A. Civil lawyers are involved in representing clients in civil lawsuits that generally involve money damages or even equitable relief (like injunctions), whereas criminal lawyers prosecute or defend cases where a defendant is accused of criminal wrongdoing. While criminal proceedings can involve a monetary component (like a fine), civil lawsuits tend to almost always involve money damages, where one party is attempting to recover money from another.
Q. What does premises liability mean?
A. Premises liability is basically the body of law that pertains to injuries a person sustains while on (or even around) the property that another person owns, leases, occupies or controls. By extension, a premises liability lawsuit is a case that involves claims for damages arising out of another’s ownership, lease, occupancy or control of real property (e.g. land or a building).
Q. Does California law protect my right to privacy?
A. Yes, California provides several causes of action that allow a person to recover money when their privacy is breached, including for example, intrusion into private affairs, public disclosure of private facts and false light.
Q. What are the phases of civil litigation?
A. Civil litigation generally begins with the filing of a lawsuit. Defendants are required to then formally appear in the lawsuit. Following initial investigation, the parties enter the written discovery phase, followed by depositions (of parties, witnesses, experts), motions and eventually trial.
Q. What is discovery?
A. Discovery consists of fact finding, identifying witnesses and collecting evidence (or more specifically) items which may eventually become evidence in a case. Written discovery, for example, consists of questions that are asked of a party, which the receiving party must respond to in writing. Depositions, on the other hand, are a subset of discovery, and involve in-person questions and answers.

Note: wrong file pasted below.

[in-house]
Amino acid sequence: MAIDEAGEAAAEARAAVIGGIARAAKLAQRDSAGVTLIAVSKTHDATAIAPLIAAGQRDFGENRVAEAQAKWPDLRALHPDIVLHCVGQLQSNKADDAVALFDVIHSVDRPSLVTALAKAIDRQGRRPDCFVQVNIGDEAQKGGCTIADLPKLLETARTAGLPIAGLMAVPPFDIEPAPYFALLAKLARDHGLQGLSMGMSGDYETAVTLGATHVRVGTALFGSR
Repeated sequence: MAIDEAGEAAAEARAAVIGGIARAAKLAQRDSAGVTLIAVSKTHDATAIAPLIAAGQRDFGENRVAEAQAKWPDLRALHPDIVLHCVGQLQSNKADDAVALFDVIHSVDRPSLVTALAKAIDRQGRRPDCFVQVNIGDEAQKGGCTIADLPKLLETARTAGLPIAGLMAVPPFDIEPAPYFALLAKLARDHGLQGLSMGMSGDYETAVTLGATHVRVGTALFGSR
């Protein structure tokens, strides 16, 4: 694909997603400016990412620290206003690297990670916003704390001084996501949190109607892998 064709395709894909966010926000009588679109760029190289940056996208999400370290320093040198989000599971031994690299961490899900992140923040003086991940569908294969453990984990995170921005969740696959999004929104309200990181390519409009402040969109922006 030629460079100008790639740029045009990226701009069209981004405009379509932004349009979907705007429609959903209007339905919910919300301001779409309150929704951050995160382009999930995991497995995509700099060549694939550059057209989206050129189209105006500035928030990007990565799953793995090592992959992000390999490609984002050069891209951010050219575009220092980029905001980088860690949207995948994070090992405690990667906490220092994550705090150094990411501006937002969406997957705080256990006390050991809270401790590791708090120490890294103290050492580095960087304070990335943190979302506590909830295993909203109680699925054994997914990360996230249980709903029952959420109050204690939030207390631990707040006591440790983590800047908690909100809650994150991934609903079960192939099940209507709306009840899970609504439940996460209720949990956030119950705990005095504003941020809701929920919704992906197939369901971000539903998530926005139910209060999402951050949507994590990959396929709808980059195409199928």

Q. What is the difference between trial, mediation and arbitration?
A. Trials are the culmination of the filing of a lawsuit, wherein a Court hears the parties’ arguments, reviews the evidence and makes a determination. Trial can be bench trials (involving only a Judge) or jury trials (involving a Judge and jury). Mediation, however, is a form of alternative dispute resolution (or ADR) which is used by parties in order to try and reach a resolution of a lawsuit prior to trial. Arbitration, on the other hand, consists of a lawsuit or claim filed before an arbitration tribunal, as opposed to a Court. Arbitrations tend to move quicker than lawsuits filed in Court and begin with a demand for arbitration.
Q. What is a deposition?
A. A deposition is a proceeding that consists of attorneys, a court reporter and the deponent. A videographer may also be present. The deponent is the witness or other person whose testimony is obtained during the deposition. The deposing counsel takes the deposition, while the opposing attorney generally defends the deposition. There are a variety of depositions ranging from party depositions to third-party witness depositions.
Q. What is a person most knowledgeable?
A. A person most knowledgeable (or PMK) is a person designated on behalf of a corporate entity who is able to testify regarding one or more categories of information. As corporate entities cannot speak for themselves, a PMK is designated in order to answer questions during a deposition on behalf of the corporate entity.